Being a Newbie I have ?

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Being a Newbie I have ?

Unread postby jr1968 » Sat Jun 23, 2012 10:25 pm

What can be told by the color of Bourbon ?




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Re: Being a Newbie I have ?

Unread postby gillmang » Sat Jun 23, 2012 10:57 pm

Chuck Cowdery, a well-known bourbon writer, has stated that generally speaking, the darker the color, the better the whiskey. I agree with his opinion. Darker tinting means the bourbon has taken more tannins and wood sugars from the barrel, therefore has rested longer in the barrel than a lighter-colored whiskey. As always, there are exceptions. A barrel placed high in the warehouse might due to more intense cycles of hot and cold take more extract in a given time than a barrel down below and might be unbalanced or less good in taste than the other. And there are just those imponderables, where for some other reason, a dark bourbon doesn't taste great but a lighter one will. It may depend too on different companies' practice since some will use more heavily charred barrels than others and so the colour might be affected in some way due to this that won't occur elsewhere or in the same way. But in general again, darker means older and therefore more of the "goodies" from the wood (another Chuck coinage) have entered the barrel and the more beneficial changes to the spirit have occurred through oxidation and other changes.

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Re: Being a Newbie I have ?

Unread postby jr1968 » Sat Jun 23, 2012 11:48 pm

Thank You Gary, a very well explained answer.

Here is why I asked. I got a 1.75 of Ezra Brooks BL. 90 PR. not too long ago and at first it tasted great but lately it is
really tasting skanky.

Friday went to the liquor store and they had a good deal on Jim Beam WL. so I got some because I like both white and black.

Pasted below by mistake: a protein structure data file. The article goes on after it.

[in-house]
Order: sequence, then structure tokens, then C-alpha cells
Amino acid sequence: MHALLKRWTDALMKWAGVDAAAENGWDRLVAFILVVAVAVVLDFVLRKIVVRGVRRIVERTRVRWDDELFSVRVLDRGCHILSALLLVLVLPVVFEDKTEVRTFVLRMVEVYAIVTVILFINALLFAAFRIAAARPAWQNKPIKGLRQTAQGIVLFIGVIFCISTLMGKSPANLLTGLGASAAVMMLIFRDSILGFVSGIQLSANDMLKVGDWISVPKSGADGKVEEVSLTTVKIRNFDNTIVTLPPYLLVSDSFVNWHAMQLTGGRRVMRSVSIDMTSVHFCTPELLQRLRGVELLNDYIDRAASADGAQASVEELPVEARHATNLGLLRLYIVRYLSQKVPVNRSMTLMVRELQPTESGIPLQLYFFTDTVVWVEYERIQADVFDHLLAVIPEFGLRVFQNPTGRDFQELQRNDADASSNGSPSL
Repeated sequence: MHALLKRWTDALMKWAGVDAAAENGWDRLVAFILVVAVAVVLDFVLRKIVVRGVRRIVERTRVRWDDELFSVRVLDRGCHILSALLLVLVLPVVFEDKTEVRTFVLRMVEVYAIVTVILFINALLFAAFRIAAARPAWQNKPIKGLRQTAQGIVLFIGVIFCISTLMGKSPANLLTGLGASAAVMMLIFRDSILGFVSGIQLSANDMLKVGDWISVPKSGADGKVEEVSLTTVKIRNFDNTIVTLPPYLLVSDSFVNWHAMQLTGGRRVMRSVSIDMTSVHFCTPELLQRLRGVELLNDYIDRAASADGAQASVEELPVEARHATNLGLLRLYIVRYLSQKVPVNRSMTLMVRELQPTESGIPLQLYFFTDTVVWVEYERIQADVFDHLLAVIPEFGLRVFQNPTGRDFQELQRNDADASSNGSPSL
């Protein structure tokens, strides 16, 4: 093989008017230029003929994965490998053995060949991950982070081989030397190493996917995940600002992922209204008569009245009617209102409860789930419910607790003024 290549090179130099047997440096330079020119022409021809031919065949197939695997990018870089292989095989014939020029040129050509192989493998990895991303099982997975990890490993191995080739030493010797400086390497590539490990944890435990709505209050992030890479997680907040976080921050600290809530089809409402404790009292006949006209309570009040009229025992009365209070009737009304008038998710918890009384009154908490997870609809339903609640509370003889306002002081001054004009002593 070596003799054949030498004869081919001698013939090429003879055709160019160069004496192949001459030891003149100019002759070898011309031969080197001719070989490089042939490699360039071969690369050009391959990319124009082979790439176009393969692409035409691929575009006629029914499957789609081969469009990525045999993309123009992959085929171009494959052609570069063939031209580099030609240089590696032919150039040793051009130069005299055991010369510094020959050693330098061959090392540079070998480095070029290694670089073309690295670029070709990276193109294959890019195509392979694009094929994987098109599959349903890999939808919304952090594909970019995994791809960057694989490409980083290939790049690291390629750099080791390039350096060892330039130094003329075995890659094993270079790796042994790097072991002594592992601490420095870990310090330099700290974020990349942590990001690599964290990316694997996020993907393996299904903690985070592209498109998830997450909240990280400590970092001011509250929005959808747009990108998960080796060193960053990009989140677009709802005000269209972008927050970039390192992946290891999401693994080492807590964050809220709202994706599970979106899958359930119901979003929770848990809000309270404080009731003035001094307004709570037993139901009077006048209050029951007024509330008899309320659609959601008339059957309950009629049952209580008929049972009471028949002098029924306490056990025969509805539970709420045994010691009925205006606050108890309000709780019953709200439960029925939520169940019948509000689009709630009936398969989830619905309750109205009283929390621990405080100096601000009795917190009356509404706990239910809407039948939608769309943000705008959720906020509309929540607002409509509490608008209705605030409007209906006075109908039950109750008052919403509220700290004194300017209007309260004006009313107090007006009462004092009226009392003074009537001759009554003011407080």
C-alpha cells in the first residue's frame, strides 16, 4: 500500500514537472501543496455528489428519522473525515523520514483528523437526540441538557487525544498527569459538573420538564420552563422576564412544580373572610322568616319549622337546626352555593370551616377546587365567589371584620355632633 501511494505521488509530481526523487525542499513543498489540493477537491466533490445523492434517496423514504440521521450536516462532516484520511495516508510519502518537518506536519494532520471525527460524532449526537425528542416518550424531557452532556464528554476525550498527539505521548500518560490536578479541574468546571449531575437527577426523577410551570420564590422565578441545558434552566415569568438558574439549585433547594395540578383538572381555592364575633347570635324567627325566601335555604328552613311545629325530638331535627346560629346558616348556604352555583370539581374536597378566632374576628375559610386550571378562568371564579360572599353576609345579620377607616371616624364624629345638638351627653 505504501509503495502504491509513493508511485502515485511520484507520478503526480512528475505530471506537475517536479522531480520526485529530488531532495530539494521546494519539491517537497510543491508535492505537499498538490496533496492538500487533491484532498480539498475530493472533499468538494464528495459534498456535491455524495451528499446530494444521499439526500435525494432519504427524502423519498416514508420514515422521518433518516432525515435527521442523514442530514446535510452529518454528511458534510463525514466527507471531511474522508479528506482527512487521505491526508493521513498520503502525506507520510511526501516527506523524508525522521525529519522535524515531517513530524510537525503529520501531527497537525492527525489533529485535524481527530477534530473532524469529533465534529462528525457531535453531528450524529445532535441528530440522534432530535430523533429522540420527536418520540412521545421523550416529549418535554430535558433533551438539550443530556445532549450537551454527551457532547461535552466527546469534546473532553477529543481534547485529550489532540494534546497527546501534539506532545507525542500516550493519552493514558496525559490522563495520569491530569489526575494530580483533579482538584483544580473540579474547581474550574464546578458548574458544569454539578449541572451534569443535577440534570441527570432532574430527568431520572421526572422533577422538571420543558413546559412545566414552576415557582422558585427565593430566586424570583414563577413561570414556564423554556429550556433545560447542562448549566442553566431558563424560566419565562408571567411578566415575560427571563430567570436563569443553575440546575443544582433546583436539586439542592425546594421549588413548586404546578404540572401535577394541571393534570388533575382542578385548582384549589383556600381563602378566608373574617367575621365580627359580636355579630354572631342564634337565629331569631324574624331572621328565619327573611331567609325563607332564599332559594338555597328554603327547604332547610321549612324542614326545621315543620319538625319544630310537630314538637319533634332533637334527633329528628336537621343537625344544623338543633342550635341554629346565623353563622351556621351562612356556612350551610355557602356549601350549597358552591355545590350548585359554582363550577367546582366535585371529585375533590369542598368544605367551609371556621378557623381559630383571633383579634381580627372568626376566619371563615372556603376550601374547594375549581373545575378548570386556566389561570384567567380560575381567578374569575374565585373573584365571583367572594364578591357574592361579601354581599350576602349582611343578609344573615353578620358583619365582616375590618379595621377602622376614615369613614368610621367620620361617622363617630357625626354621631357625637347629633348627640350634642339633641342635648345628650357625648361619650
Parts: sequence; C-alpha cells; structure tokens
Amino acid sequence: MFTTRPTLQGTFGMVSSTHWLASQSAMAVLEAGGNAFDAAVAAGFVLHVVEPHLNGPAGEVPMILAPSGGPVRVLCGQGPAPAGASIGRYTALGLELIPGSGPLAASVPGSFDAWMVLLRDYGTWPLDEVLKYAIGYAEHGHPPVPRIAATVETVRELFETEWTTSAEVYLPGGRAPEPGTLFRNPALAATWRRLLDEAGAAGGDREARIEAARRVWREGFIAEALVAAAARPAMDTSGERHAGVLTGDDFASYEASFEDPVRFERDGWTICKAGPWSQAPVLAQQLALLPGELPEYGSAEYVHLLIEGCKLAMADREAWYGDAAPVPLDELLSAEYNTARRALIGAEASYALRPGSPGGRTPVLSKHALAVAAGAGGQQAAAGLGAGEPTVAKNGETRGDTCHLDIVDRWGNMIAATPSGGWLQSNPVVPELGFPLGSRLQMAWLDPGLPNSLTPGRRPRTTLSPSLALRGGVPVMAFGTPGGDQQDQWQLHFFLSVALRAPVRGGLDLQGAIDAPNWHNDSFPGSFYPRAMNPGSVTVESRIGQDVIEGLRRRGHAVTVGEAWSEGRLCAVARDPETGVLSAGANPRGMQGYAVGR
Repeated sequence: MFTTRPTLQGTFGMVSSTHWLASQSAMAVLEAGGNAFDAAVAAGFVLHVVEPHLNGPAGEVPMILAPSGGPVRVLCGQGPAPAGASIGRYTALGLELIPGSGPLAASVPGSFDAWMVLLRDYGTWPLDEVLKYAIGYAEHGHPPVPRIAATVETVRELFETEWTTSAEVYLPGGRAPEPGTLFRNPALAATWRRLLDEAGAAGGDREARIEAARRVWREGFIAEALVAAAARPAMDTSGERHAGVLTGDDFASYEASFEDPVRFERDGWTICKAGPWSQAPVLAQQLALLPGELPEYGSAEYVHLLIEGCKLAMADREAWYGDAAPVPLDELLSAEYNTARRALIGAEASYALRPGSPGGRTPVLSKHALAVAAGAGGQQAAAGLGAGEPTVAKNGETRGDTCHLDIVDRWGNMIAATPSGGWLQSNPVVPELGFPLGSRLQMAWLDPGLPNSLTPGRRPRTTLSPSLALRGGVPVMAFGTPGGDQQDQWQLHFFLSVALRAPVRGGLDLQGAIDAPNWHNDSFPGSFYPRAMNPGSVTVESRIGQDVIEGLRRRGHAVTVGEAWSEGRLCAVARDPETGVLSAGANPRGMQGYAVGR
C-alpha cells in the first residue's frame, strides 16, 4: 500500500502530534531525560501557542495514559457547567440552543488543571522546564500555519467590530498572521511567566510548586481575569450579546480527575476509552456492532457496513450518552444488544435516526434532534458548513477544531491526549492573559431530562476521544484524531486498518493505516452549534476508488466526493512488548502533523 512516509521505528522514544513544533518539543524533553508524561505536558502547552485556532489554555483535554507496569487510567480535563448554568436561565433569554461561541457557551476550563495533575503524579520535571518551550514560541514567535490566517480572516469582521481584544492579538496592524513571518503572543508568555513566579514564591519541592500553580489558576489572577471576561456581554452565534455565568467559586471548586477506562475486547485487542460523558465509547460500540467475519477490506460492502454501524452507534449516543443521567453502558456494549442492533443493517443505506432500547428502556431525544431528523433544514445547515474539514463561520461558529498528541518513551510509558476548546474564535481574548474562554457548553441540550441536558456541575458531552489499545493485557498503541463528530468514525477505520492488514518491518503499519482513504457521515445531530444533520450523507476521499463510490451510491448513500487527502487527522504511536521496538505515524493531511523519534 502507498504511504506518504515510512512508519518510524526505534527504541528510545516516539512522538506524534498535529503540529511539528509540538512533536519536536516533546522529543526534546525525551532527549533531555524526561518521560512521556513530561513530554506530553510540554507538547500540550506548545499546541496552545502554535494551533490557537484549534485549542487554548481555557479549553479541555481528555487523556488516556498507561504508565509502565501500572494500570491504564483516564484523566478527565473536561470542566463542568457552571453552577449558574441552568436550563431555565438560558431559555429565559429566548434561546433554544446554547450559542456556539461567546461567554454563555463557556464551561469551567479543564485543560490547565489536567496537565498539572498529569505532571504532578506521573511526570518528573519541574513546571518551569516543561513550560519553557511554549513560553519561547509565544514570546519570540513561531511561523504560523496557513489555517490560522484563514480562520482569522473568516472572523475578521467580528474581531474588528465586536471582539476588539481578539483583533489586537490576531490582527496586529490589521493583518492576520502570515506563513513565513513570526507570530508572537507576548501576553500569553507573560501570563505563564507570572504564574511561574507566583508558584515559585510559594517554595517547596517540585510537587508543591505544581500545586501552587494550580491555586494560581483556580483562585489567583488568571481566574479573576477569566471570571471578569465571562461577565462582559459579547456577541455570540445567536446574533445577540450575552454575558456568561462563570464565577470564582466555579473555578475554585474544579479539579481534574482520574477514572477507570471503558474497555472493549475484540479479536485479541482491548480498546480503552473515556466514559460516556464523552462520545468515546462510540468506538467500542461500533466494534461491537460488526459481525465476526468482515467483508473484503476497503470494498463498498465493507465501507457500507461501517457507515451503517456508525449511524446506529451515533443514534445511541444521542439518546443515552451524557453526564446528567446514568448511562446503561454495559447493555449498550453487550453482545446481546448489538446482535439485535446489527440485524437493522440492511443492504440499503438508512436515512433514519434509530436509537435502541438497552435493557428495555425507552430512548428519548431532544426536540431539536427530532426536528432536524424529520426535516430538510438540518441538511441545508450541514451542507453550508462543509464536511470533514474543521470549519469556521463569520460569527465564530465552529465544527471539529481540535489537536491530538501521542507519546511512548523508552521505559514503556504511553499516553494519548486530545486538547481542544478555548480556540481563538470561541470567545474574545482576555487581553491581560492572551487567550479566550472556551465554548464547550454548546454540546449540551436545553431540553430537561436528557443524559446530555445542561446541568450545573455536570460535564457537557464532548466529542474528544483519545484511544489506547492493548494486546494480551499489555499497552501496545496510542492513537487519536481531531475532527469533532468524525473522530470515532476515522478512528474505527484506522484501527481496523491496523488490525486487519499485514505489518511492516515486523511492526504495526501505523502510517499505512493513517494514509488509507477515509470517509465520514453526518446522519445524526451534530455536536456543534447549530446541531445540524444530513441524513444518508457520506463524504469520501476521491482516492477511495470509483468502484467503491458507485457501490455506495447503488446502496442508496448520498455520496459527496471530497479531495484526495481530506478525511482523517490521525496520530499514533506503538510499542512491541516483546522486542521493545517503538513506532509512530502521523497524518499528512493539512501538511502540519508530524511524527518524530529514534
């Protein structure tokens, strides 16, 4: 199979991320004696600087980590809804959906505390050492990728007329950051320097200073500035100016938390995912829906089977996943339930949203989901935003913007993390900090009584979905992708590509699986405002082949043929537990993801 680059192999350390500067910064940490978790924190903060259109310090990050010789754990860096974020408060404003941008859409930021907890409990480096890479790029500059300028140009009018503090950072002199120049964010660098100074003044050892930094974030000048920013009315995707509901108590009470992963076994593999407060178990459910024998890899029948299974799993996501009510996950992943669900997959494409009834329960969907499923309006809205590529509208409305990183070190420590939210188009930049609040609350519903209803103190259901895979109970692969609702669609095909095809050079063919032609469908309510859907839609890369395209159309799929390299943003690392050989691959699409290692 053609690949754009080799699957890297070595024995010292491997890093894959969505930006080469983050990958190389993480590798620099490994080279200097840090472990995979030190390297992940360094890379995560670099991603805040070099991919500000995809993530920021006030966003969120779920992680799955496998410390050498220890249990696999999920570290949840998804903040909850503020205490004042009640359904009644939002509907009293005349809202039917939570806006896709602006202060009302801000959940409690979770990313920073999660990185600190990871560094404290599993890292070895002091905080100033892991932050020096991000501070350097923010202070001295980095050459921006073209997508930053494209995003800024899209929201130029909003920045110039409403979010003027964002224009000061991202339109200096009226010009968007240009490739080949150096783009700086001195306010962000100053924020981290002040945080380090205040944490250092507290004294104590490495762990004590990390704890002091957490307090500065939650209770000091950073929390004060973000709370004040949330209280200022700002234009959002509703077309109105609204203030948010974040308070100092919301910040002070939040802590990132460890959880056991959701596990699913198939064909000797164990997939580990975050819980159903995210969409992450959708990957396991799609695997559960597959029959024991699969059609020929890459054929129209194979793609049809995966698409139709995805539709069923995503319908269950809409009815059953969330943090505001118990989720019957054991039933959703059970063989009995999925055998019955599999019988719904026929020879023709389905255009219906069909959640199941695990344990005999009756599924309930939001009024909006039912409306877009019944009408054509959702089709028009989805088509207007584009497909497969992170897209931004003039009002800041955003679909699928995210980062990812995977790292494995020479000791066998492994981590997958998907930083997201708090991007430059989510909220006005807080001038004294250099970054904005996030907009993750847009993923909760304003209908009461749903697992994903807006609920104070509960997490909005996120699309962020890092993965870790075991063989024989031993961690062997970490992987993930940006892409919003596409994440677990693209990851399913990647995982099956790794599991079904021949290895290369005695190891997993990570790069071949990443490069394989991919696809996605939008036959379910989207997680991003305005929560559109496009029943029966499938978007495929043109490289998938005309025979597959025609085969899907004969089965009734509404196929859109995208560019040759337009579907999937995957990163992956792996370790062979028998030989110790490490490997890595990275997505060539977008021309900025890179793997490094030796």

White is only 80 proof. but it is so much lighter.

That is why I asked about the color.


Thanks,
jr1968
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Re: Being a Newbie I have ?

Unread postby JPBoston » Sun Jun 24, 2012 2:34 am

jr1968 wrote:Thank You Gary, a very well explained answer.

Here is why I asked. I got a 1.75 of Ezra Brooks BL. 90 PR. not too long ago and at first it tasted great but lately it is
really tasting skanky.

Friday went to the liquor store and they had a good deal on Jim Beam WL. so I got some because I like both white and black.
White is only 80 proof. but it is so much lighter.

That is why I asked about the color.


Thanks,
jr1968



In this case, it has to do with two main factors:

1. JBB is aged twice as long as JWW (which goes along with Gary's reply)

2. JBB is 86 proof vs 80 proof for JBW.... So the more watered-down, the lighter a Bourbon will be.
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Re: Being a Newbie I have ?

Unread postby gillmang » Sun Jun 24, 2012 7:47 am

Thanks for mentioning proof, good point. My earlier comments were based on the assumption of comparing bourbons of the same proof. But indeed when you dilute a whiskey, the whiskey will be lighter than at higher proof. A good example is that I have read when Jack Daniels was reduced for U.S. (domestic) sale to 80 proof, some older whiskey was put in the batches to match the color to that of the displaced 86 proof JD.

Jim Beam white label is 4 years old, so being a relatively young bourbon, and 80 proof, its color will be on the lighter side. Age statements of course do not mean the whiskey in the bottle or some of it isn't older: sometimes it is, and in the past, when there was more aged whiskey in company inventories than today, it was more common to encounter this. But it is probably safe to assume that that Beam white is not much older than 4 years. The Ezra Brooks has no age statement I believe, so it would be four years at a minimum but may be older or have some older whiskey in it, plus the higher proof should make it darker somewhat anyway all things being equal.

It's also true though the characteristics of each warehouses or parts of one are different, usually, so you will get different colors probably in different locations of each one and in one as compared to another. Each barrel differs too to a degree in color...

It's interesting to compare colors of numerous standard bourbons, they vary slightly usually - or at least by my eye - from batch to batch although the differences may be very small. Some brands seem good at maintaining color, especially Beam.

So there are many variables but I still feel that all things being equal, with a darker whiskey you are getting usually an older one and so the taste is more intense. Of course, intensity will not matter, indeed it can be a detriment, if the flavor - the profile of the brand - doesn't appeal.

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